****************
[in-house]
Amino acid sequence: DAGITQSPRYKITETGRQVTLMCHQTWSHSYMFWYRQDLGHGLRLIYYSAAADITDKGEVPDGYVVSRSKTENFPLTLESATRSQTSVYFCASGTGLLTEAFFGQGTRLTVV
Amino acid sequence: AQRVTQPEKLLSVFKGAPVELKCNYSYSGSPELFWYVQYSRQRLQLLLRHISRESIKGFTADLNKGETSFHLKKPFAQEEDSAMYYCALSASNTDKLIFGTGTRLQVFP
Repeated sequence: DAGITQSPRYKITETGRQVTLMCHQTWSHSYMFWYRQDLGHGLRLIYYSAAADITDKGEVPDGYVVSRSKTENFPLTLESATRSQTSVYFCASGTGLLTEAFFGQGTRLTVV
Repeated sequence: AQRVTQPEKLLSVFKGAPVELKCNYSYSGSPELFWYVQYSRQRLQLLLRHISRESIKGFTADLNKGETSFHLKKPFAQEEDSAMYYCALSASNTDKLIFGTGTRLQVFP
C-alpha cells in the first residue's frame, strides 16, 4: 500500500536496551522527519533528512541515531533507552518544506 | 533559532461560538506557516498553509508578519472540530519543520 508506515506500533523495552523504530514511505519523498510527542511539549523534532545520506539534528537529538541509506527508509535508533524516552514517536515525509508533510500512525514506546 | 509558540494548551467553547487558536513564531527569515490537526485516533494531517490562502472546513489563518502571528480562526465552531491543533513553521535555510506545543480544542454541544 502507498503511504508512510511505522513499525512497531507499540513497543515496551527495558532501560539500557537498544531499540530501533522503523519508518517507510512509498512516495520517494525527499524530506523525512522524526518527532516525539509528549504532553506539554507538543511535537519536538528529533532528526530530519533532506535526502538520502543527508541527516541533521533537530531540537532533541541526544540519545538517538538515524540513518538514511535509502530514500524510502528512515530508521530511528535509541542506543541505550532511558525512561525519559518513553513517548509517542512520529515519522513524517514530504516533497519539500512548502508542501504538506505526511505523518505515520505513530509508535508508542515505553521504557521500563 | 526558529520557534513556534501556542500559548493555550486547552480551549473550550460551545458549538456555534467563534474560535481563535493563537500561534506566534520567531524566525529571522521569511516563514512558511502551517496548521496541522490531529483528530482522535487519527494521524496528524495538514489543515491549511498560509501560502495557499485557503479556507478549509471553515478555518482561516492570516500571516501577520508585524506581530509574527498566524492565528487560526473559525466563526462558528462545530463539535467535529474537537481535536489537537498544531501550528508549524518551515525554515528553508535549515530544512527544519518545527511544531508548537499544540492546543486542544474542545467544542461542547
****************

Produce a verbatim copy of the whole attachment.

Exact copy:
[in-house]
Amino acid sequence: DAGITQSPRYKITETGRQVTLMCHQTWSHSYMFWYRQDLGHGLRLIYYSAAADITDKGEVPDGYVVSRSKTENFPLTLESATRSQTSVYFCASGTGLLTEAFFGQGTRLTVV
Amino acid sequence: AQRVTQPEKLLSVFKGAPVELKCNYSYSGSPELFWYVQYSRQRLQLLLRHISRESIKGFTADLNKGETSFHLKKPFAQEEDSAMYYCALSASNTDKLIFGTGTRLQVFP
Repeated sequence: DAGITQSPRYKITETGRQVTLMCHQTWSHSYMFWYRQDLGHGLRLIYYSAAADITDKGEVPDGYVVSRSKTENFPLTLESATRSQTSVYFCASGTGLLTEAFFGQGTRLTVV
Repeated sequence: AQRVTQPEKLLSVFKGAPVELKCNYSYSGSPELFWYVQYSRQRLQLLLRHISRESIKGFTADLNKGETSFHLKKPFAQEEDSAMYYCALSASNTDKLIFGTGTRLQVFP
C-alpha cells in the first residue's frame, strides 16, 4: 500500500536496551522527519533528512541515531533507552518544506 | 533559532461560538506557516498553509508578519472540530519543520 508506515506500533523495552523504530514511505519523498510527542511539549523534532545520506539534528537529538541509506527508509535508533524516552514517536515525509508533510500512525514506546 | 509558540494548551467553547487558536513564531527569515490537526485516533494531517490562502472546513489563518502571528480562526465552531491543533513553521535555510506545543480544542454541544 502507498503511504508512510511505522513499525512497531507499540513497543515496551527495558532501560539500557537498544531499540530501533522503523519508518517507510512509498512516495520517494525527499524530506523525512522524526518527532516525539509528549504532553506539554507538543511535537519536538528529533532528526530530519533532506535526502538520502543527508541527516541533521533537530531540537532533541541526544540519545538517538538515524540513518538514511535509502530514500524510502528512515530508521530511528535509541542506543541505550532511558525512561525519559518513553513517548509517542512520529515519522513524517514530504516533497519539500512548502508542501504538506505526511505523518505515520505513530509508535508508542515505553521504557521500563 | 526558529520557534513556534501556542500559548493555550486547552480551549473550550460551545458549538456555534467563534474560535481563535493563537500561534506566534520567531524566525529571522521569511516563514512558511502551517496548521496541522490531529483528530482522535487519527494521524496528524495538514489543515491549511498560509501560502495557499485557503479556507478549509471553515478555518482561516492570516500571516501577520508585524506581530509574527498566524492565528487560526473559525466563526462558528462545530463539535467535529474537537481535536489537537498544531501550528508549524518551515525554515528553508535549515530544512527544519518545527511544531508548537499544540492546543486542544474542545467544542461542547